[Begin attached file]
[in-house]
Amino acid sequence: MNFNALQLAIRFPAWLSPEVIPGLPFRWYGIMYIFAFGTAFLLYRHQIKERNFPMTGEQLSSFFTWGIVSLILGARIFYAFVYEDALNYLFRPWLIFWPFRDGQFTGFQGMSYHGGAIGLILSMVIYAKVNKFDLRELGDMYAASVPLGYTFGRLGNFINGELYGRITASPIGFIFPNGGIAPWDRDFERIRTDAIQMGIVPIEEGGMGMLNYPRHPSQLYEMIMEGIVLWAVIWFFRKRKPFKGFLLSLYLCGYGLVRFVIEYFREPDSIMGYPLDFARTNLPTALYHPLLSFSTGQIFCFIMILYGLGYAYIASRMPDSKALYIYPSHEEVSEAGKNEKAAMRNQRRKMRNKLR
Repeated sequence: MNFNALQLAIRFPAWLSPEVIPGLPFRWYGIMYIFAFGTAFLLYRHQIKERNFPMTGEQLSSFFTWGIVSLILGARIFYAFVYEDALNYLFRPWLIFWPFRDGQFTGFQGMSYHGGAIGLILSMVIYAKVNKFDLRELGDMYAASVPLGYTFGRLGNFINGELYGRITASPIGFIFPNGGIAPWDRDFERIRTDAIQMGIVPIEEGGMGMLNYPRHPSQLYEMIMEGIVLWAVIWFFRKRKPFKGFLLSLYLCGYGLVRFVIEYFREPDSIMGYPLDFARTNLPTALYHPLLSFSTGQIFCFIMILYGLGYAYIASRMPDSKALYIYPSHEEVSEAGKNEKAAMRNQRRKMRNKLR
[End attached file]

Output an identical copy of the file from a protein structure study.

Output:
[in-house]
Amino acid sequence: MNFNALQLAIRFPAWLSPEVIPGLPFRWYGIMYIFAFGTAFLLYRHQIKERNFPMTGEQLSSFFTWGIVSLILGARIFYAFVYEDALNYLFRPWLIFWPFRDGQFTGFQGMSYHGGAIGLILSMVIYAKVNKFDLRELGDMYAASVPLGYTFGRLGNFINGELYGRITASPIGFIFPNGGIAPWDRDFERIRTDAIQMGIVPIEEGGMGMLNYPRHPSQLYEMIMEGIVLWAVIWFFRKRKPFKGFLLSLYLCGYGLVRFVIEYFREPDSIMGYPLDFARTNLPTALYHPLLSFSTGQIFCFIMILYGLGYAYIASRMPDSKALYIYPSHEEVSEAGKNEKAAMRNQRRKMRNKLR
Repeated sequence: MNFNALQLAIRFPAWLSPEVIPGLPFRWYGIMYIFAFGTAFLLYRHQIKERNFPMTGEQLSSFFTWGIVSLILGARIFYAFVYEDALNYLFRPWLIFWPFRDGQFTGFQGMSYHGGAIGLILSMVIYAKVNKFDLRELGDMYAASVPLGYTFGRLGNFINGELYGRITASPIGFIFPNGGIAPWDRDFERIRTDAIQMGIVPIEEGGMGMLNYPRHPSQLYEMIMEGIVLWAVIWFFRKRKPFKGFLLSLYLCGYGLVRFVIEYFREPDSIMGYPLDFARTNLPTALYHPLLSFSTGQIFCFIMILYGLGYAYIASRMPDSKALYIYPSHEEVSEAGKNEKAAMRNQRRKMRNKLR